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PAKISTAN: DOMESTIC WORKERS BILL


The new Domestic Workers Bill is an- ticipated to ensure employment rights for all labourers.


came to light in 2013, when she was arrested for paying her maid – an Indian national – a reported $3 an hour. Numerous cases have also been widely reported on exposing the treatment of domestic workers in Saudi Arabia, Hong Kong and Singapore.


The overwhelming majority of Pakistan’s domestic workers persevere without written, legally enforceable contracts that set out their job description, working hours, pay and overtime rates, working conditions etc. The Bill addresses these concerns and more. The Domestic Workers (Employment Rights) Bill 2013 entitles all workers to have a written contract with their employers including specific terms of employment, predefined working hours, and dignified working conditions. The Bill introduces a formal system of social security therefore putting in place the foundation for a social security


net. The Bill also sets out a dispute resolution mechanism and imposes strict penalties for employers who are in violation of the law. The requirement for written contracts will address several of the problems arising out of the information asymmetries existing in the job market. Job seekers will be able to provide evidence of their work experience and employers too can make more informed hiring decisions. The statement of objects and reasons for the Bill put forward was: “No accurate figures exist for the number of domestic workers employed in Pakistani households, but the figure is certainly in the hundreds of thousands if not the millions. Domestic work provides many Pakistanis with the opportunity to earn an honest living, but the conditions under which these men and women work are highly variable. There is a need to ensure that these domestic workers are provided at least a minimum level of benefits and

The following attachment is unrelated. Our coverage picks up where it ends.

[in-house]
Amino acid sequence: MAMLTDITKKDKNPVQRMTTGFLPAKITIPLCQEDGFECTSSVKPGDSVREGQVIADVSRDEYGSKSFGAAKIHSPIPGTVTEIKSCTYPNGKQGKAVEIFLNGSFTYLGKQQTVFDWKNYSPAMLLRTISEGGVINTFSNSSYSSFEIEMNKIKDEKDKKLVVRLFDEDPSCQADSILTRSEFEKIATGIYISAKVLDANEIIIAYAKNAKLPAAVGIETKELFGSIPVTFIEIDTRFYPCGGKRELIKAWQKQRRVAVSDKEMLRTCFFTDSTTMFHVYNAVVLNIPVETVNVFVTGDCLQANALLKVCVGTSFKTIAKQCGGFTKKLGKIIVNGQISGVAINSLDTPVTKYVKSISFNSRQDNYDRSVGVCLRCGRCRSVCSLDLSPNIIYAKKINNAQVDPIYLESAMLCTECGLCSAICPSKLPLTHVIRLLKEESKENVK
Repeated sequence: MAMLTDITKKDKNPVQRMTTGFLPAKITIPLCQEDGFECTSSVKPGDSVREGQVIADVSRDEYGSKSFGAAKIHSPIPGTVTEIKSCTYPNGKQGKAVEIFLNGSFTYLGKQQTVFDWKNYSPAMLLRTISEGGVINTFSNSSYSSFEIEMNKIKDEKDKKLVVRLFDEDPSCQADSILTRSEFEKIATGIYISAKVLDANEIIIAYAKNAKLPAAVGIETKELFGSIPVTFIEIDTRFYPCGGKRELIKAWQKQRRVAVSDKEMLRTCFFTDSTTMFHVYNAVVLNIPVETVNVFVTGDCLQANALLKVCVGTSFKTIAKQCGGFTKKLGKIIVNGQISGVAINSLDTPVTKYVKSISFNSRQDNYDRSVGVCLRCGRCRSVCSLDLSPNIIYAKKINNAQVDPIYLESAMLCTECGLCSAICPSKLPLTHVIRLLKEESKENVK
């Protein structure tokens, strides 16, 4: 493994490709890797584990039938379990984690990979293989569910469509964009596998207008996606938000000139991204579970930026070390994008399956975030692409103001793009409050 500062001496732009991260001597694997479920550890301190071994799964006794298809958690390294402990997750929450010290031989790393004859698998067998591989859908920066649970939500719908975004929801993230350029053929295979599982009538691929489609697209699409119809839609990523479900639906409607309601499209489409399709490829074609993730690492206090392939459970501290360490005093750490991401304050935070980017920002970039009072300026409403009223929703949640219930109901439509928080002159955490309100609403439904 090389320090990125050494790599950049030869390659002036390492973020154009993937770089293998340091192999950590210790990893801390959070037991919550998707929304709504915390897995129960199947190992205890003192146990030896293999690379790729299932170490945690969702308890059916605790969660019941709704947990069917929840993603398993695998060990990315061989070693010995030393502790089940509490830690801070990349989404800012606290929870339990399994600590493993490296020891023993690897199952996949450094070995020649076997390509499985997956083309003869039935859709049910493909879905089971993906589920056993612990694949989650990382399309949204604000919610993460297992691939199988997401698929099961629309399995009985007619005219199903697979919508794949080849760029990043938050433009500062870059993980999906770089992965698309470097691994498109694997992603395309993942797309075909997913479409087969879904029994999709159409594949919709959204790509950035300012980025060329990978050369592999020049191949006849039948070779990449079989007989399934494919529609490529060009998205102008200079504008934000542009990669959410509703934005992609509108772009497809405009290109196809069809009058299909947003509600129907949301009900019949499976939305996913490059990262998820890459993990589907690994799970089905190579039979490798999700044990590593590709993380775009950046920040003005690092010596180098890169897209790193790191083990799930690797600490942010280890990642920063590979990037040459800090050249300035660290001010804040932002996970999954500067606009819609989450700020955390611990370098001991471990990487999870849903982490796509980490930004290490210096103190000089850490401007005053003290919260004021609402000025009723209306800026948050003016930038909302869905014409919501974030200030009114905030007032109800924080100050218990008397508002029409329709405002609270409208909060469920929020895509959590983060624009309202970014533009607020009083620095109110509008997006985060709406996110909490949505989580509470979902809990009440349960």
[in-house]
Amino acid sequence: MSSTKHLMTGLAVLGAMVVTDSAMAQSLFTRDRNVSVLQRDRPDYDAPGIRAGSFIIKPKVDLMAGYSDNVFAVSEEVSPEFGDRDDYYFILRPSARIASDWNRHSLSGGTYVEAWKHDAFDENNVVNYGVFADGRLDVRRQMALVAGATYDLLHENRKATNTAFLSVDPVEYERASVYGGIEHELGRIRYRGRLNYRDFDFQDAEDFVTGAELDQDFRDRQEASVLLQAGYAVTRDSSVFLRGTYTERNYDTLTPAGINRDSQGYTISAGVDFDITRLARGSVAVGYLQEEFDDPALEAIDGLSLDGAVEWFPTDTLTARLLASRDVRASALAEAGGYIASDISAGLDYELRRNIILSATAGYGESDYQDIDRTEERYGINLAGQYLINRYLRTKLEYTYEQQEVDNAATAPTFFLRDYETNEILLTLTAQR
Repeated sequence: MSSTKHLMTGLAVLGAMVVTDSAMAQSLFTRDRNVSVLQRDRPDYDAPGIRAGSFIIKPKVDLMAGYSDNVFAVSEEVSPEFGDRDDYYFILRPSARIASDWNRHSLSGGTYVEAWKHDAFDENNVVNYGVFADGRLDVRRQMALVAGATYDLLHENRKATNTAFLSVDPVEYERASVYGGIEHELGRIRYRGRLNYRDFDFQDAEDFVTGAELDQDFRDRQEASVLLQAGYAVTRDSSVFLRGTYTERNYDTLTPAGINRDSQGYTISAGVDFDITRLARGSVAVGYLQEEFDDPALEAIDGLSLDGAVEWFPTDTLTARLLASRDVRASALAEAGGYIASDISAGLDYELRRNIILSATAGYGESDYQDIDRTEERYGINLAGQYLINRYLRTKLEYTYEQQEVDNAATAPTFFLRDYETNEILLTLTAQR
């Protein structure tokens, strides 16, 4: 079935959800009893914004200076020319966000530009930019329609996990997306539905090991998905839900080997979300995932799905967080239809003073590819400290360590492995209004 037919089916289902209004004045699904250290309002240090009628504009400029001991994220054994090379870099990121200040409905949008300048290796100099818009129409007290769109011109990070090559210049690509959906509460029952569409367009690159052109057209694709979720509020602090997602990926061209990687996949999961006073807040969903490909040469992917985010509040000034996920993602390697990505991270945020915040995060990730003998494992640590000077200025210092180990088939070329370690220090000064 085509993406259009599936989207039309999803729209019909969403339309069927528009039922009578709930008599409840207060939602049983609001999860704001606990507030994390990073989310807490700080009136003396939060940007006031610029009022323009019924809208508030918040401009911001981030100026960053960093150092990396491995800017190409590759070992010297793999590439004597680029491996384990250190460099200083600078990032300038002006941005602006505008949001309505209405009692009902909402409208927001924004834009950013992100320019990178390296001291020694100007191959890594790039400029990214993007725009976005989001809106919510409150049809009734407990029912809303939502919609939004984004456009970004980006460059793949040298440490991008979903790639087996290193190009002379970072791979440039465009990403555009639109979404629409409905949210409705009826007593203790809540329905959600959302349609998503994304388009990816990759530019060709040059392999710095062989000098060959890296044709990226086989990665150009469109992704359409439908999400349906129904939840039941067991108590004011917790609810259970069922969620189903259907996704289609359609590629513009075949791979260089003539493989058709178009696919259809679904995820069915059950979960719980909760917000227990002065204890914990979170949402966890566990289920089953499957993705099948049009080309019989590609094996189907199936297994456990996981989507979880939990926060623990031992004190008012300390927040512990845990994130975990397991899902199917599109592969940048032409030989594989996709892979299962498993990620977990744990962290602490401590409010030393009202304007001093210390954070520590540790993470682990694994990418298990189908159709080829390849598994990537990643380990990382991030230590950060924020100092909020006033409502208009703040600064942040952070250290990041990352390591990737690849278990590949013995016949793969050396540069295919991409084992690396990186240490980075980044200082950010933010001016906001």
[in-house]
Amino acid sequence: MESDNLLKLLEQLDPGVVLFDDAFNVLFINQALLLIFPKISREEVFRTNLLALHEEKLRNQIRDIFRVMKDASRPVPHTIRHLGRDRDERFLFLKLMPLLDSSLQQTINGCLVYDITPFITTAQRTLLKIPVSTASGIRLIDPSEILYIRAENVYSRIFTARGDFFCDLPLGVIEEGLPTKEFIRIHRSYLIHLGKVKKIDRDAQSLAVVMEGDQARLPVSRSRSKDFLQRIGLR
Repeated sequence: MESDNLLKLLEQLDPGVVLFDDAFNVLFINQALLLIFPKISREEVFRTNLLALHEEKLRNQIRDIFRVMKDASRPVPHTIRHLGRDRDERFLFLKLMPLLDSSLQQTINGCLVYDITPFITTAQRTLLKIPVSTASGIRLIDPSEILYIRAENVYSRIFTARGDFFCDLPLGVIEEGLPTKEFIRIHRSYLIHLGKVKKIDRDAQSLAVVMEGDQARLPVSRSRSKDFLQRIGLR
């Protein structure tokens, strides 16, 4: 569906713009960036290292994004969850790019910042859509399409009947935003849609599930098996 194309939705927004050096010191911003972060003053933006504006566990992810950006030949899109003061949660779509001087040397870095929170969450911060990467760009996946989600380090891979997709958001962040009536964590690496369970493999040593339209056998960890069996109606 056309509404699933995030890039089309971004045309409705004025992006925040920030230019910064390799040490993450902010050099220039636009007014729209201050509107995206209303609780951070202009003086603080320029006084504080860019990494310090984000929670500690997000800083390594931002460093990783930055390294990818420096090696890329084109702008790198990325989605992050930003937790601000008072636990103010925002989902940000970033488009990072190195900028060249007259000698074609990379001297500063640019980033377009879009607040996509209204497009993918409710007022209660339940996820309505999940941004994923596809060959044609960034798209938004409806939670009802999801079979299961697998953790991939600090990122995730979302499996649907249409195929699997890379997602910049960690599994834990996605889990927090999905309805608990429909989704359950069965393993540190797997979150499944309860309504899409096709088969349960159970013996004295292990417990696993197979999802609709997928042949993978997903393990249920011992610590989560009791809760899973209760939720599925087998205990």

facilities. Furthermore there is a need to regulate their terms and conditions of employment to ensure that they are treated with respect and dignity, while ensuring that excessive regulation does not create an impediment to the hiring of such workers. The present Bill is being moved in pursuance of these objectives.”


The Bill is currently under review before a Senate Standing Committee, a process that can be quite slow. In some ways, the historic and radical nature of the Bill increases the level of scrutiny that it will be subjected to. Labour-related law is a provincial subject under Pakistan’s constitution and so the Bill will cover only the Islamabad Capital Territory (ICT). The 18th Constitutional Amendment passed during the previous regime of the Pakistan People’s Party has given Pakistan’s evolving constitutional edifice a distinctly federal flavour. It is expected that the provinces will follow with their


own legislation once the Bill passes for the Capital Territory. The International Labor Organisation’s (ILO) Convention on Domestic Workers 2011 has been ratified by 10 member states. Pakistan however, has not ratified the convention and the ILO reports that Pakistani domestic workers are excluded from the scope of the country’s labour laws.


Few countries around the world have specific laws to protect domestic workers, and if passed, the proposed laws will put Pakistan at the forefront of protection of rights for this demographic. It is also hoped that through inter-parliamentary cooperation and interaction, other Commonwealth nations may also benefit from such legislation. While each country has its own unique and individual circumstances, the issue of domestic workers and their employment rights is clearly a global one.


The Parliamentarian | 2014: Issue Three | 173


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